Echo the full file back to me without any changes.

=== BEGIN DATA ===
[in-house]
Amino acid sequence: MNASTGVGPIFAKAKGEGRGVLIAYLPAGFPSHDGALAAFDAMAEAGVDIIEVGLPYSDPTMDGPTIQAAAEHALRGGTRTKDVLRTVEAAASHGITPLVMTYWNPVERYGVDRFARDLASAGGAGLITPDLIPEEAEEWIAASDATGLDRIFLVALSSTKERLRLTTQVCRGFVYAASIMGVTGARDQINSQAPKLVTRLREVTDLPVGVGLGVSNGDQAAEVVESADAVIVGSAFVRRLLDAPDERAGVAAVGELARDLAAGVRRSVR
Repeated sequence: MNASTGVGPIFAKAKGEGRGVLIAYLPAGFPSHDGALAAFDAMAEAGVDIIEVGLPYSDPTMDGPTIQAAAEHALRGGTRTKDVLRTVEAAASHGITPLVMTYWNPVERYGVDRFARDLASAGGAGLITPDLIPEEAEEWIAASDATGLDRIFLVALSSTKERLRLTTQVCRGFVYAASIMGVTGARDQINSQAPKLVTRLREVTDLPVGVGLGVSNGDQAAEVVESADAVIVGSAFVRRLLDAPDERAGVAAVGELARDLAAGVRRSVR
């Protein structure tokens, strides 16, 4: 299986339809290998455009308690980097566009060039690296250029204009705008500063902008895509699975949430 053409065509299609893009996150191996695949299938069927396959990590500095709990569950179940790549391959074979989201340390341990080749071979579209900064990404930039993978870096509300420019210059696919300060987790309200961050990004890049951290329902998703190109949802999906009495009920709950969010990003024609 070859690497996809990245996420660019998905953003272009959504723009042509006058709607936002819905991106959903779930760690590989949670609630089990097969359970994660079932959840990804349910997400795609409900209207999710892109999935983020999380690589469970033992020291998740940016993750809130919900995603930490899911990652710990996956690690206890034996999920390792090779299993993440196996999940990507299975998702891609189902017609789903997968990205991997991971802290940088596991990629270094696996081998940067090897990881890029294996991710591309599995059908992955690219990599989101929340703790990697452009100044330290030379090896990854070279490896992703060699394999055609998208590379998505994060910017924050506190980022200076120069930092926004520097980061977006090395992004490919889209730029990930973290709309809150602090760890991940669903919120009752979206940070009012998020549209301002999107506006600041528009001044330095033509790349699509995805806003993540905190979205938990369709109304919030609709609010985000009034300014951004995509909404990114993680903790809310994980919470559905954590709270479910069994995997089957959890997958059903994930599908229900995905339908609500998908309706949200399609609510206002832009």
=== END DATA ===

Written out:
[in-house]
Amino acid sequence: MNASTGVGPIFAKAKGEGRGVLIAYLPAGFPSHDGALAAFDAMAEAGVDIIEVGLPYSDPTMDGPTIQAAAEHALRGGTRTKDVLRTVEAAASHGITPLVMTYWNPVERYGVDRFARDLASAGGAGLITPDLIPEEAEEWIAASDATGLDRIFLVALSSTKERLRLTTQVCRGFVYAASIMGVTGARDQINSQAPKLVTRLREVTDLPVGVGLGVSNGDQAAEVVESADAVIVGSAFVRRLLDAPDERAGVAAVGELARDLAAGVRRSVR
Repeated sequence: MNASTGVGPIFAKAKGEGRGVLIAYLPAGFPSHDGALAAFDAMAEAGVDIIEVGLPYSDPTMDGPTIQAAAEHALRGGTRTKDVLRTVEAAASHGITPLVMTYWNPVERYGVDRFARDLASAGGAGLITPDLIPEEAEEWIAASDATGLDRIFLVALSSTKERLRLTTQVCRGFVYAASIMGVTGARDQINSQAPKLVTRLREVTDLPVGVGLGVSNGDQAAEVVESADAVIVGSAFVRRLLDAPDERAGVAAVGELARDLAAGVRRSVR
């Protein structure tokens, strides 16, 4: 299986339809290998455009308690980097566009060039690296250029204009705008500063902008895509699975949430 053409065509299609893009996150191996695949299938069927396959990590500095709990569950179940790549391959074979989201340390341990080749071979579209900064990404930039993978870096509300420019210059696919300060987790309200961050990004890049951290329902998703190109949802999906009495009920709950969010990003024609 070859690497996809990245996420660019998905953003272009959504723009042509006058709607936002819905991106959903779930760690590989949670609630089990097969359970994660079932959840990804349910997400795609409900209207999710892109999935983020999380690589469970033992020291998740940016993750809130919900995603930490899911990652710990996956690690206890034996999920390792090779299993993440196996999940990507299975998702891609189902017609789903997968990205991997991971802290940088596991990629270094696996081998940067090897990881890029294996991710591309599995059908992955690219990599989101929340703790990697452009100044330290030379090896990854070279490896992703060699394999055609998208590379998505994060910017924050506190980022200076120069930092926004520097980061977006090395992004490919889209730029990930973290709309809150602090760890991940669903919120009752979206940070009012998020549209301002999107506006600041528009001044330095033509790349699509995805806003993540905190979205938990369709109304919030609709609010985000009034300014951004995509909404990114993680903790809310994980919470559905954590709270479910069994995997089957959890997958059903994930599908229900995905339908609500998908309706949200399609609510206002832009």